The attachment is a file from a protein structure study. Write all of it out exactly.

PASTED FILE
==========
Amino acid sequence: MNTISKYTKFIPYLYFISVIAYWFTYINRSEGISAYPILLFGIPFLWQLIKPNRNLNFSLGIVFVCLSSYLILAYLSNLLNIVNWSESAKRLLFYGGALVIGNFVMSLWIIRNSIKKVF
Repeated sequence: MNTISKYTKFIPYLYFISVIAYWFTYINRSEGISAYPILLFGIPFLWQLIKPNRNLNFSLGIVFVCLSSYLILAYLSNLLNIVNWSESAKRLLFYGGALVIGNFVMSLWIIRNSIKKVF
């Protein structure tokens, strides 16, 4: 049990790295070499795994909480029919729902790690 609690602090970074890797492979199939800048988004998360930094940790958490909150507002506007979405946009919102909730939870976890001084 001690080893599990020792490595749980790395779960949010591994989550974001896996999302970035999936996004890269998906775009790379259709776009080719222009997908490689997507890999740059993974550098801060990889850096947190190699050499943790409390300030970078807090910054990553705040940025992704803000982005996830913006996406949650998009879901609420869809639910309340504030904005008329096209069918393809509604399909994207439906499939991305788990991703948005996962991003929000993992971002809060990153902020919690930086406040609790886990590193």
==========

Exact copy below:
Amino acid sequence: MNTISKYTKFIPYLYFISVIAYWFTYINRSEGISAYPILLFGIPFLWQLIKPNRNLNFSLGIVFVCLSSYLILAYLSNLLNIVNWSESAKRLLFYGGALVIGNFVMSLWIIRNSIKKVF
Repeated sequence: MNTISKYTKFIPYLYFISVIAYWFTYINRSEGISAYPILLFGIPFLWQLIKPNRNLNFSLGIVFVCLSSYLILAYLSNLLNIVNWSESAKRLLFYGGALVIGNFVMSLWIIRNSIKKVF
């Protein structure tokens, strides 16, 4: 049990790295070499795994909480029919729902790690 609690602090970074890797492979199939800048988004998360930094940790958490909150507002506007979405946009919102909730939870976890001084 001690080893599990020792490595749980790395779960949010591994989550974001896996999302970035999936996004890269998906775009790379259709776009080719222009997908490689997507890999740059993974550098801060990889850096947190190699050499943790409390300030970078807090910054990553705040940025992704803000982005996830913006996406949650998009879901609420869809639910309340504030904005008329096209069918393809509604399909994207439906499939991305788990991703948005996962991003929000993992971002809060990153902020919690930086406040609790886990590193």